We’re looking forward to our Dragon Boat Festival music concert, to be held on Thursday 25th June. To help you prepare, Ricefield Arts volunteer Menghan has written an excellent blog highlighting the long history of some of the instruments you’ll hear at the concert.
Guzheng | 古筝
The guzheng, also known as a Chinese zither, is a Chinese plucked string instrument with a more than 2,500-year history. It was the most popular instrument in China. The modern guzheng commonly has 21, 25 or 26 strings, is 64 inches (1.6 m) long, while the oldest specimen yet discovered held 13 strings and was dated to around 500 BC, possibly during the Warring States period (475–221 BC).
Guzheng players often wear fingerpicks made from materials such as plastic, resin, tortoiseshell, or ivory on one or both hands. Many people are confused with the guzheng and guqin which is actually a Chinese zither with 7 strings played without moveable bridges.
Pipa | 琵琶
The pipa is a four-stringed Chinese musical instrument, belonging to the plucked category of instruments. Sometimes called the Chinese lute, the instrument has a unique pear-shaped wooden body with a varying number of frets ranging from 12 to 26. The pipa is one of the most popular Chinese instruments and has been played for almost two thousand years in China.
In China, many music and stories are related to this instrument. The most prevalent one is about a beauty called Wang Zhaojun (王昭君). It is said that Wang Zhaojun began a journey northward to marry a nomad ruler. She left her hometown on horseback on a bright autumn morning and along the way, the horse neighed, making Zhaojun extremely sad and unable to control her emotions. As she sat on the saddle, she began to play sorrowful melodies on a stringed instrument. A flock of geese flying southward heard the music, saw the beautiful young woman riding the horse, immediately forgot to flap their wings, and fell to the ground. From then on, Zhaojun acquired the nickname “fells geese” or “drops birds.” Later, the melody she played on the saddle was regarded as Zhaojun’s Lament (昭君怨) and the stringed instrument was commonly depicted as a pipa.
A poem called Pipa xing (琵琶行) is also well known in China. It was written by a famous poet called Bai Juyi and it depicted a pipa performance during a chance encounter with a female pipa player on the Yangtze River. The most widely known sentences of this poem are describing the sound of pipa – the bold strings rattled like splatters of sudden rain, the fine strings hummed like lovers’ whispers, chattering and pattering, pattering and chattering, as pearls, large and small, on a jade plate fall (大弦嘈嘈如急雨，小弦切切如私语，嘈嘈切切错杂弹，大珠小珠落玉盘).
Erhu | 二胡
The erhu is a two-stringed bowed musical instrument, more specifically a spike fiddle, which may also be called a Southern Fiddle. It is sometimes known in the Western world as the Chinese violin or a Chinese two-stringed fiddle.
The most widely known piece of erhu music in China is Two Springs Reflect the Moon (二泉映月), composed by the Wuxi folk artist Ah Bing (阿炳), whose original name was Hua Yanjun, a blind street musician. Two Springs Reflect the Moon expresses the composer’s suppressed grief at having tasted to the full the bitterness of life in the old society and it has become an exquisite example of Chinese instrumental folk music stemming from the heart of a small-town folk artist.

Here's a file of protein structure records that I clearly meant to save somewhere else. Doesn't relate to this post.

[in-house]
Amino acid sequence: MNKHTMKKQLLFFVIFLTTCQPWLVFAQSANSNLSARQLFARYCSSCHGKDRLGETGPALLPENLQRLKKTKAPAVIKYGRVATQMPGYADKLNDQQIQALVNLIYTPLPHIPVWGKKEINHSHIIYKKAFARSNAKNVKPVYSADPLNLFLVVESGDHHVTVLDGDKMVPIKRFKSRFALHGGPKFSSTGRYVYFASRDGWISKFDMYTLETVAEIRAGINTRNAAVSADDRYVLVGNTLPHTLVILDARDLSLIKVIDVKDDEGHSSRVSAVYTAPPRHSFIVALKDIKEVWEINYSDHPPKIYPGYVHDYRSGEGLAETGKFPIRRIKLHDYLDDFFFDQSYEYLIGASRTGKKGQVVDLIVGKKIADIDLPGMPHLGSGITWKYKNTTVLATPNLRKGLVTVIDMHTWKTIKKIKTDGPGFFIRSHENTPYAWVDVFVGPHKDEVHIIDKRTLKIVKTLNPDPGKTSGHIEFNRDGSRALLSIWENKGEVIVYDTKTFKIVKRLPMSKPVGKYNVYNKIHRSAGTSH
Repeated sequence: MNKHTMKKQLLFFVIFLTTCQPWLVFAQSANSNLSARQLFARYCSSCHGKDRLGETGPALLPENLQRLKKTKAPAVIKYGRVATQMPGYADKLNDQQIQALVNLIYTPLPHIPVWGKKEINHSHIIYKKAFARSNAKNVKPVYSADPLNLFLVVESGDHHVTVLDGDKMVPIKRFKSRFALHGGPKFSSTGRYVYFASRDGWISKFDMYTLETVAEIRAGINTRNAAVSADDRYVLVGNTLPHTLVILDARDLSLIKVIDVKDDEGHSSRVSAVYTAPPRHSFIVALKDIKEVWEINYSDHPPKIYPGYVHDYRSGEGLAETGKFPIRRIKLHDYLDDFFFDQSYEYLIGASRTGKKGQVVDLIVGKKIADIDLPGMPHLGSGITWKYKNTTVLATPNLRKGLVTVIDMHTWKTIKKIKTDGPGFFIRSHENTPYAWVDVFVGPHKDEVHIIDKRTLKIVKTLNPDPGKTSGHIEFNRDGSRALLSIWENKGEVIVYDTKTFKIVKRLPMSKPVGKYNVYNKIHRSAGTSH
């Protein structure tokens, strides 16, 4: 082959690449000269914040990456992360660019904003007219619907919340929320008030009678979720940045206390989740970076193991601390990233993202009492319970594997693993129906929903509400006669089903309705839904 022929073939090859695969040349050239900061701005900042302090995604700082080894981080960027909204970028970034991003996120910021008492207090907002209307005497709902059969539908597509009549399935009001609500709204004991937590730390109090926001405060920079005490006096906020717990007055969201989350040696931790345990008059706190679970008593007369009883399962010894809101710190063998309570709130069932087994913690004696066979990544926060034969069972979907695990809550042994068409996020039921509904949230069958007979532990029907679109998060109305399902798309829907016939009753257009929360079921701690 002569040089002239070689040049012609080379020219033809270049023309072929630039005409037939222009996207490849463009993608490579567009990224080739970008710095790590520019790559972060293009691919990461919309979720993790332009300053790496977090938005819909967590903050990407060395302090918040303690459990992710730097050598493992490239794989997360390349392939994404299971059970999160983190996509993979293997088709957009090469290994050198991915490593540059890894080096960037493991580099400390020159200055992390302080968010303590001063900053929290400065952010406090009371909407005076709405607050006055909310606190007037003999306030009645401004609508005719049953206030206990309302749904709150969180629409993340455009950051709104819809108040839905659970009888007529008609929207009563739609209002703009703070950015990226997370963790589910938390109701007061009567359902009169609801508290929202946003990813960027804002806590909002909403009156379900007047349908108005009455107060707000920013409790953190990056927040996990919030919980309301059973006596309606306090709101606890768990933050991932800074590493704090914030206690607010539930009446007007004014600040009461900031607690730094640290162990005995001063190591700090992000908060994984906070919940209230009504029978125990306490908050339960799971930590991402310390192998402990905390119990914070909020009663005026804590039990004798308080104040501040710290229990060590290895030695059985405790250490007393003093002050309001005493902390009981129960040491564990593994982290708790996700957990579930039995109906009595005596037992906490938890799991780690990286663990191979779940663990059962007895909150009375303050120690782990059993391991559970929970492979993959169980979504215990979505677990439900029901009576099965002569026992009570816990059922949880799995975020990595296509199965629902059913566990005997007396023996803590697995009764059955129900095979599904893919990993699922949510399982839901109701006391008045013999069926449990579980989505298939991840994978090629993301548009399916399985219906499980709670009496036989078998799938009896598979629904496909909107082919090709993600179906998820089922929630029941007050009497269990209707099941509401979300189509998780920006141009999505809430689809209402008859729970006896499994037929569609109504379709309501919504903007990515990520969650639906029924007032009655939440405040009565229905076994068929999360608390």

Guqin | 古琴
The guqin is a plucked seven-string Chinese musical instrument of the zither family. It can also be called qixian-qin or seven-stringed zither (七弦琴). Similar to the guzheng above, it also has been played since ancient times, and has traditionally been favoured by scholars and literati as an instrument of great subtlety and refinement, as well as being associated with the ancient Chinese philosopher Confucius. It is sometimes referred to by the Chinese as “the father of Chinese music” or ‘the instrument of the sages’.
Guqin is commonly associated with a Chinese musician Bo Ya (伯牙) and his story of ideal Chinese friendship. It is said that Bo Ya was good at playing the qin and Zhong Ziqi was good at listening to the qin. When Bo Ya played the guqin pieces Gao Shan 《高山》(meaning ‘high mountains’) and Liu Shui 《流水》(meaning ‘flowing water’), Zhong Ziqi could see the real mountains and feel the rivers and oceans. When Ziqi died, Bo Ya broke the strings of his qin and vowed never to play the qin again. Thus, the term Zhiyin (知音, literally ‘to know the tone’) has come to describe a close and sympathetic friend and the melody of High Mountains Flowing Water has also come to be well-known.
Dizi | 笛子
The dizi is a Chinese transverse flute. It is also sometimes known as the di (笛) or héngdi (横笛), and has varieties including the qǔdi (曲笛) and bāngdi (梆笛). It is a major Chinese musical instrument that is widely used in many genres of Chinese folk music, Chinese opera, as well as the modern Chinese orchestra. The dizi is also a popular instrument among the Chinese people as it is simple to make and easy to carry.
Most dizi are made of bamboo, while it is also possible to find dizi made from other kinds of wood, or even from stone, for example, Jade dizi (or 玉笛; yùdi) are popular among both collectors interested in their beauty, and among professional players who seek an instrument with looks to match the quality of their renditions.
Hulusi | 葫芦丝
The hulusi is a Chinese free reed wind instrument. Unlike the bamboo instrument above, it is held vertically and has three bamboo pipes that pass through a gourd wind chest; the centre pipe has finger holes and the outer two are typically drone pipes.
The hulusi has a very pure, very mellow clarinet-like sound. It was originally used primarily in Yunnan province by a number of ethnic minority groups, and has gained nationwide popularity throughout China.